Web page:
A Catholic Monthly Magazine

Mary’s Life in Stained Glass (6)

Glen McCullough


The only mention of Mary in scripture after the crucifixion is in Acts 1:14, which states that Mary, the mother of Jesus, met and prayed with the apostles. So she would have been in the upper room with the disciples at Pentecost.


Of the windows I have seen of Pentecost, about half feature Mary. The simplest I have seen was in the village church at Chavagnac, France (marked [1]) featuring a very ornately dressed Mary with the remaining eleven apostles. The use of strong colours was typical of windows I saw in those parts of northeastern France that I was able to visit.

Unfortunately, I was not always able to photograph the windows sufficiently well, and the window in St George’s, St Emilion, France [2] is slightly out of focus. But I have included it because of the beautiful colour, and the artist’s idea of what the upper room would have looked like.










The window in Our Lady of the Sacred Heart, Randwick, Sydney [3] shows the scene as I have imagined it - some of the big crowd, with Mary and some of the other women. The tongues of fire are quite small in the haloes of everyone. I am pleased to see that Mary has pride of place in the centre of the window.

The window [4] in St John’s, Trentham, Wellington was designed by my friend Beverley Shore Bennett and made in Miller Studios, Dunedin. Mary again is in front, and the tongues of fire are shown as dramatically as I suspect they really were.



“It is a dogma revealed by God that the Immaculate Mother of God, Mary ever Virgin, when the course of her earthly life was finished, was taken up body and soul into the glory of heaven.” - Pope Pius XII , August, 15 1950.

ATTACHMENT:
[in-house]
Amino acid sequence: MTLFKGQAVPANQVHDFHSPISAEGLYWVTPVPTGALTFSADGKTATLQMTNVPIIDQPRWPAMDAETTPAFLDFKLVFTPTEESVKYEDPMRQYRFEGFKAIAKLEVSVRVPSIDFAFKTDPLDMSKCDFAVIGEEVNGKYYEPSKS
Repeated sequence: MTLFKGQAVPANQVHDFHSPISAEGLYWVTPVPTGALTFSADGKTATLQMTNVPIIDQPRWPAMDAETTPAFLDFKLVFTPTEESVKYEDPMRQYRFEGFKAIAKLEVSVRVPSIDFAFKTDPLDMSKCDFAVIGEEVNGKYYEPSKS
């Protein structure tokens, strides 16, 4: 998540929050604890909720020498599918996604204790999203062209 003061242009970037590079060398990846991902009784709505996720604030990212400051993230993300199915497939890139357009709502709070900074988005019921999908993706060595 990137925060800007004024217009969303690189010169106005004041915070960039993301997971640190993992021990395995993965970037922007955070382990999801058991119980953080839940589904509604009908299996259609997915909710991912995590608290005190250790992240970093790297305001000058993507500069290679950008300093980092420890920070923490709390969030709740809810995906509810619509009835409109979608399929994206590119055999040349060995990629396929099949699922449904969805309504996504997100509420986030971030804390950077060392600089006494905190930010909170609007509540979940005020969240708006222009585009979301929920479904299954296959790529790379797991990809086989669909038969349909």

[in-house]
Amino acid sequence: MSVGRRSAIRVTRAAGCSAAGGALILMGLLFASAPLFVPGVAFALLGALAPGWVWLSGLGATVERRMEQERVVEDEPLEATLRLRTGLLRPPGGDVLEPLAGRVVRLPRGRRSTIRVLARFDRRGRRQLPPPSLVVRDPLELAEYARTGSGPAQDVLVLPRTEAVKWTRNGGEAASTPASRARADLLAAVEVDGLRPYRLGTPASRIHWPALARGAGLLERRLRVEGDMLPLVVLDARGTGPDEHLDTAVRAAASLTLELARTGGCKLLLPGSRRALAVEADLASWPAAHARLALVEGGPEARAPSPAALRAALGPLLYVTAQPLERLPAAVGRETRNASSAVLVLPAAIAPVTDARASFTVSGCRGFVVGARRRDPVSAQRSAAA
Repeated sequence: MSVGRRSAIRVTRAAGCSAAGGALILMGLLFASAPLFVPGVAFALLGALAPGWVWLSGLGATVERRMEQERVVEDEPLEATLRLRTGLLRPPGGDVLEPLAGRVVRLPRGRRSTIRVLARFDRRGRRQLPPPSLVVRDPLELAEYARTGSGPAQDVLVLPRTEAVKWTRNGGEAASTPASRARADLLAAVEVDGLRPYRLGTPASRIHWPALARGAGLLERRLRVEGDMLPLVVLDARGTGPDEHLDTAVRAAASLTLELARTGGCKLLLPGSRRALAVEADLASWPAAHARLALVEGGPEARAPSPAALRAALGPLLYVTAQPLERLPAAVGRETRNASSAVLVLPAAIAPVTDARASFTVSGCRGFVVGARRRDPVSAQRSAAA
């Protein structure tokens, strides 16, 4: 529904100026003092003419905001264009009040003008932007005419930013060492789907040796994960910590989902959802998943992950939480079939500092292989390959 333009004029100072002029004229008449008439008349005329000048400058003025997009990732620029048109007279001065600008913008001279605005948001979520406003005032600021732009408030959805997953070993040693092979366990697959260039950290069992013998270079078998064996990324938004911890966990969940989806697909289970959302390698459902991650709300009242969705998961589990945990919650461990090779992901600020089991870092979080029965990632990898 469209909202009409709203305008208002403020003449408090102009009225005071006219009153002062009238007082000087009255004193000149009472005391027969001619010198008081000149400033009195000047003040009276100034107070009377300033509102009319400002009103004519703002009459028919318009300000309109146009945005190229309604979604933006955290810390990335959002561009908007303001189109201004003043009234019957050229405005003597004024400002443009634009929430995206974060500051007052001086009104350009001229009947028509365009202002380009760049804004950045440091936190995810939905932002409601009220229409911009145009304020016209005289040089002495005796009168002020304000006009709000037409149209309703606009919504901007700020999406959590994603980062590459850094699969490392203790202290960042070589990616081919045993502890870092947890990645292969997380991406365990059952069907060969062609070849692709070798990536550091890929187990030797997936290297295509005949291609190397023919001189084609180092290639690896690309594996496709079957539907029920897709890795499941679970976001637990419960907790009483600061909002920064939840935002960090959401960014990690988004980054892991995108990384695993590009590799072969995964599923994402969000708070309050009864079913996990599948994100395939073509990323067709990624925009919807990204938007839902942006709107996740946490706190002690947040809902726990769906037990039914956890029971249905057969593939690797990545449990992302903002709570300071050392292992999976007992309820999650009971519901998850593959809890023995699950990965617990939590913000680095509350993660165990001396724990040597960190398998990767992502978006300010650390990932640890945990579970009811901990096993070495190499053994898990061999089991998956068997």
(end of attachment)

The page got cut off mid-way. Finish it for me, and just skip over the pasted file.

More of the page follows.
The Pope was confirming the Assumption, which had been part of the tradition of the Church since the 4th century. That is attested to by the number of stained glass windows featuring Mary being taken up into heaven.

Two churches I have seen feature a progression from dormition to coronation - St Mary’s, Banff (see back cover, August 2016 MM) and these insets [5] in a very tall window in Holy Name of Mary, Hunters Hill, Sydney.

Most windows simply show Mary in Heaven. One example [6] of dozens I have seen is in St Stephen's Cathedral, Brisbane.



Crowned Queen of Heaven

The Church has long held that Mary is Queen of Heaven because her Son, Jesus Christ, is King. Perhaps that is why I have seen so many windows (45 at last count) that feature Mary as Queen or in heaven. Here is a representative sample.

The first is in my old favourite, Our Lady of the Sacred Heart, Randwick, Sydney [7] with Mary surrounded by angels. A very plain way of showing she is in heaven.

The window in St Mary’s, Manly, Sydney [8] shows Mary as she appeared in Revelation 12:1-3, standing on the moon with a crown of 12 stars on her head.  My favourite, though, is in the Church of the Holy Spirit, North Ryde, Sydney [9]. To my eye, Mary and Jesus are beautiful.




St Vitas Cathedral, Prague has a huge window [10] of Mary in Heaven which I find a little bizarre, but nevertheless is a colourful way to end this series.


Hail Mary, Queen of Heaven!

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